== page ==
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gerbenvv

Programming on linux

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Hi, I've programmed a lot on windows, but I would like to make my programs on linux available too. I've been searching a lot how to do it on linux, like making a window etc, but I don't get it. What does X-window, Gnome and KDE mean? And do I have to make different versions of my program for different linux distributions, like Suse, Mandrake, Redhat etc, or does it run on all of them? Are there any good tutorials on this subject. I'm programming in C++. thanks, Gerben VV

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X-Windows is the name of the most prevalent windowing system available for *nix machines. Gnome and KDE are window managers, which is something that exists on top of the windowing system that actually draws and manages the windows that applications create. Depending on how you code an X-Windows application, it can be tied to a specific window manager like Gnome or KDE, or it can run on anything that supports the version of XLib that you used to create your application.

If you want to actually do linux game programming, I would just use a cross platform library like SDL.

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Unix uses a way to handle graphics that is quite old but stable and flexible, called X. It allows for graphics systems to communicate through a network and a ton of other features. On top of that API is the window manager. What it does is basicly handle window creation and management, for example there's Sawfish (I think it's what Gnome uses) and I think enlightenment is one too. On top of that you can have a desktop enviroment (which is like desktop icons, start menu, etc.), as examples there are KDE and Gnome (the most popular). To code graphics systems on Linux, you need to code for the X system (which handles all the graphics). But because X is so powerful and complex, it can become hard to code. That's why there are GUI toolkits which make it easier to create GUIs, windows, etc. Most GUI toolkits are cross-platform too.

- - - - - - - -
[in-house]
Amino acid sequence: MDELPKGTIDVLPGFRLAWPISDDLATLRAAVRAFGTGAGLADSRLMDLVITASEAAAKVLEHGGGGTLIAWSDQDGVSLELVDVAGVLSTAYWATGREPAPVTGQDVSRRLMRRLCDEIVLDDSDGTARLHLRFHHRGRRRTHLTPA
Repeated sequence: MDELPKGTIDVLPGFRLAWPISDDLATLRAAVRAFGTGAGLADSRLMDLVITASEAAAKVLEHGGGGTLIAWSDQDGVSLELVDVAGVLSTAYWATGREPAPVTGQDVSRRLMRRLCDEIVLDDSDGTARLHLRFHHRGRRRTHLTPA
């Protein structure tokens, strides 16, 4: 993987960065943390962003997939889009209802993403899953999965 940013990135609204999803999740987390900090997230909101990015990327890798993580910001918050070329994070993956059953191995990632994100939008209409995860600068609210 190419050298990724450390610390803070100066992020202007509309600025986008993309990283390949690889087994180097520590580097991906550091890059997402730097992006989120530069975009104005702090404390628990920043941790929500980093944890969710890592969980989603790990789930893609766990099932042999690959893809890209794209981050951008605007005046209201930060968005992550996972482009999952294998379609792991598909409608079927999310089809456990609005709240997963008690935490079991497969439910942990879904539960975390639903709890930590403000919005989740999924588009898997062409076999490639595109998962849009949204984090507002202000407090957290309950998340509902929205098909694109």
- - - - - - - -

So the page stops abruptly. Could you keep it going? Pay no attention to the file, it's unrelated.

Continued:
If you want to learn how to code programs on Linux for X, you should either search for Xlib tutorial (the library you use to create the windows and to draw on them) or use an already available toolkit like FOX, FLTK, wxWindows, Qt, Gtk, etc. You should search the net for them and see which one you find easier to use. Hope this helps,

JVFF

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X-windows [or x.org] are the system used to draw windows on the screen

KDE and Gnome are window managers, they define their own styles, have their own api, and have lots of useful applications [like konqueror in KDE the eqlivent of IE in windows [including the file management stuff]]

if you use a library like wxwidgets you can write applications abstracted away from the differences of different window mangers and also abstracted away from the differences of different operating systems [your thing should be able to compile and run on windows too... and OSX if I recall]

there are essentially two differences between distributions in this context.
1. different package management systems [kind of like wether your app is in its own executable, or a special archive, or another type of special archive... The tools coming with each distro usually only support one type of package]
2. different library versions. some distributions don't by default come with a particular version of the c standard library or other things your program might depend on. So your program would have to be recompiled for the distribution.